Sports

Baseball Owners And Union Begin Labor Talks

Geovany Soto and Alex Rios

Geovany Soto and Alex Rios (Photo Credit: Getty Images, By: Jonathan Daniel)

It seems like 2011 is the year of labor negotiations in the sports world. As the NFL prepares itself for a work stoppage, Major League tries to get a jump start on renegotiating their labor agreement.

The deal in place is set to expire in December.

Union head Michael Weiner said the first formal bargaining session was held Wednesday at spring training.

“It was a productive session. We had a very strong showing of players there,” Weiner said Thursday after meeting with the Baltimore Orioles as part of his spring training tour. “We had a good dialogue with the owner’s representatives and good contributions from the players themselves.”

Weiner wouldn’t characterize the tenor of the talks.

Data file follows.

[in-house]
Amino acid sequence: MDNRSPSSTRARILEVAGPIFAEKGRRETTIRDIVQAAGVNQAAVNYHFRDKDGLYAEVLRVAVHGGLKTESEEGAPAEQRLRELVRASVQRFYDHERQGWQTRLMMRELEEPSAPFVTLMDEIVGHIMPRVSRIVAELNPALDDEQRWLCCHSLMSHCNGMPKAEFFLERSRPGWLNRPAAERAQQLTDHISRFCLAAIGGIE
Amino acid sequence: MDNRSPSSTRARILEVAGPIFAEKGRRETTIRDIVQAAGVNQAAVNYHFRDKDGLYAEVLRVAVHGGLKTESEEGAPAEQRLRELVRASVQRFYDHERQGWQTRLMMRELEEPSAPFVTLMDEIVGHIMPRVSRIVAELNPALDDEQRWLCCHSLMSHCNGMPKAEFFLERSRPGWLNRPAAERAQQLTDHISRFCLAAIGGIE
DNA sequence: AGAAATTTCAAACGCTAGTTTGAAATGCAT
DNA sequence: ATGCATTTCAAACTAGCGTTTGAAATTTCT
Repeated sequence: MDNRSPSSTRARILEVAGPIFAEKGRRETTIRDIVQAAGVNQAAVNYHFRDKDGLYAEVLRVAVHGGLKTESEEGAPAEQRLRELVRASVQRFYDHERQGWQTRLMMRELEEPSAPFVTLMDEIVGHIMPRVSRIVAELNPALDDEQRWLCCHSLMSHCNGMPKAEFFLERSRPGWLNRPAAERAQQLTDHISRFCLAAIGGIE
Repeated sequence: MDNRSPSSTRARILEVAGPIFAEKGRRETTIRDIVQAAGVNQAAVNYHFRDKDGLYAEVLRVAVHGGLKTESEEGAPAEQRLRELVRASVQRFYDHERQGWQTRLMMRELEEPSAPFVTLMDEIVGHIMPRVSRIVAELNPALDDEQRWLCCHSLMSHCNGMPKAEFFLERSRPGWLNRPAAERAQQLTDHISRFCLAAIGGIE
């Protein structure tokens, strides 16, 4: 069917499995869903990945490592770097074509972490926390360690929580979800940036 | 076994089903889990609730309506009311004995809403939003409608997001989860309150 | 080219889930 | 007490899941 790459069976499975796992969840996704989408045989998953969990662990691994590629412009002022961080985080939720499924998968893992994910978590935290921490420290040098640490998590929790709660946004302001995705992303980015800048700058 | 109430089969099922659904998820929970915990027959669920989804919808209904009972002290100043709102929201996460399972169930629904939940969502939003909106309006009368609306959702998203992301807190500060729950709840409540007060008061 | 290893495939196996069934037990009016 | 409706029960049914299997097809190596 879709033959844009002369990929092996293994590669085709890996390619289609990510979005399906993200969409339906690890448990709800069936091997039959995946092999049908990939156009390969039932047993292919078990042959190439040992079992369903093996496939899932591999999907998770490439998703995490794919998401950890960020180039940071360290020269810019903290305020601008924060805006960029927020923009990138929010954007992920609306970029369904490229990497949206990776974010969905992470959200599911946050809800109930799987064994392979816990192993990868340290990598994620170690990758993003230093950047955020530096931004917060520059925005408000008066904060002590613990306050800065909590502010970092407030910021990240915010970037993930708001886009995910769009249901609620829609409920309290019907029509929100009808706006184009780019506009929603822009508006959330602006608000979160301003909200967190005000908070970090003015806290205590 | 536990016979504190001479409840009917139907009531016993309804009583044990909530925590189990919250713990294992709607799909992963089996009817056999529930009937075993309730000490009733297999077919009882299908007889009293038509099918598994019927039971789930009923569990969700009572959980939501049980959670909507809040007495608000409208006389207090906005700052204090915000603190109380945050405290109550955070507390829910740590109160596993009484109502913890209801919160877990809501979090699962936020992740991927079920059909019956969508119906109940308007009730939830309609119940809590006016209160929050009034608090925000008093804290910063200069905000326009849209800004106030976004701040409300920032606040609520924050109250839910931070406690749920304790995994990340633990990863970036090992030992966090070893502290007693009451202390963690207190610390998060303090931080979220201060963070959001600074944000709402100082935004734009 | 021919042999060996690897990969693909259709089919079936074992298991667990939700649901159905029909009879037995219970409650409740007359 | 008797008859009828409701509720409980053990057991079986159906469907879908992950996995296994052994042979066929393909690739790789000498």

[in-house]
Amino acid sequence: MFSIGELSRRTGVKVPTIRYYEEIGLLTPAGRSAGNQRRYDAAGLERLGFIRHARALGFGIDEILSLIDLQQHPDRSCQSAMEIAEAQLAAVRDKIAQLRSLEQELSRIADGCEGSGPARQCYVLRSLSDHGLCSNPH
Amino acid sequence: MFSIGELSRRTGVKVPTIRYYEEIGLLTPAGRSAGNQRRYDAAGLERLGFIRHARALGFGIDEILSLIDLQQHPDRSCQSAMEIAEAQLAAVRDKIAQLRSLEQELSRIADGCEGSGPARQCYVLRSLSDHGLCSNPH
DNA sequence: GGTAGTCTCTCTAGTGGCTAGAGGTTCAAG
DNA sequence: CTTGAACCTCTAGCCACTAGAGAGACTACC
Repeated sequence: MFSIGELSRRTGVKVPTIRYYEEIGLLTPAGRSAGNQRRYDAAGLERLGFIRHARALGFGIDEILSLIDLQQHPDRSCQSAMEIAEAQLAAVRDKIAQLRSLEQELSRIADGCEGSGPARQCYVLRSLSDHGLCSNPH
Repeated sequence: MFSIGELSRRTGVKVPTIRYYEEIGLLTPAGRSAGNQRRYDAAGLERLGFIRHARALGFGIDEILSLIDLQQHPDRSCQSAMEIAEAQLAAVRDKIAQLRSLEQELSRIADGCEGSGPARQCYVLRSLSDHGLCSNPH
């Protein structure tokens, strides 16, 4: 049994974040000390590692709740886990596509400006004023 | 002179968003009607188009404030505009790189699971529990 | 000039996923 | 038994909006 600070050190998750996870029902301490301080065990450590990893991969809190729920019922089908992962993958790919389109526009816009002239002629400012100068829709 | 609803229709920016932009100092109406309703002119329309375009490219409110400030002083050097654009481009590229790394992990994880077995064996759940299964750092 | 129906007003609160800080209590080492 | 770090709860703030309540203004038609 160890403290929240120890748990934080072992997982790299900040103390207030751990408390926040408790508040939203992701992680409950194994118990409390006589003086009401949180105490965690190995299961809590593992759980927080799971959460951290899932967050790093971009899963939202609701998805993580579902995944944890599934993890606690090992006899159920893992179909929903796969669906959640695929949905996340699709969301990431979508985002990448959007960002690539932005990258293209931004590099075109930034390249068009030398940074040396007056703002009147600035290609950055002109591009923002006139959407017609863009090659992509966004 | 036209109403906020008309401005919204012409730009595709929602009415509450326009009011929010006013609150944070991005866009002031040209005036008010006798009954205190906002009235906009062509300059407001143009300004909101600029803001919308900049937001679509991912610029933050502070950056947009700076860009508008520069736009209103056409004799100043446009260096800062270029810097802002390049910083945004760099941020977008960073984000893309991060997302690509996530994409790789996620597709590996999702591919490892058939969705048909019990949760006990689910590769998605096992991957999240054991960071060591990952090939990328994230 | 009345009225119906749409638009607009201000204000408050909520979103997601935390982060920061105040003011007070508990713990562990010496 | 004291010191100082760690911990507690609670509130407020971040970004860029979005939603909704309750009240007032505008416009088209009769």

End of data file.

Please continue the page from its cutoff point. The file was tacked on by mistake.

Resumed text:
“I don’t want to say: optimistic, pessimistic, but I’m looking forward to the bargaining,” Weiner said.

Weiner probably will have another session with the owners when he meets with teams training in Arizona later in the month.

“We are prepared as we’ve ever been to engage in bargaining,” Weiner said. “The commissioner’s office and the owners have gotten prepared as well.”

Baseball’s collective bargaining agreement expires Dec. 11. Baseball has not had a work stoppage since the 7 1/2-month strike that wiped out the 1994 World Series.

Weiner is closely following talks between the NFL’s union and the owners and regularly speaks with NFLPA head DeMaurice Smith.

Weiner, who has been with the Players Association since 1988, compared the NFL talks with the 1994-95 strike.

“It’s hard to make a deal when one side is coming in seemingly insistent on massive concessions,” Weiner said.

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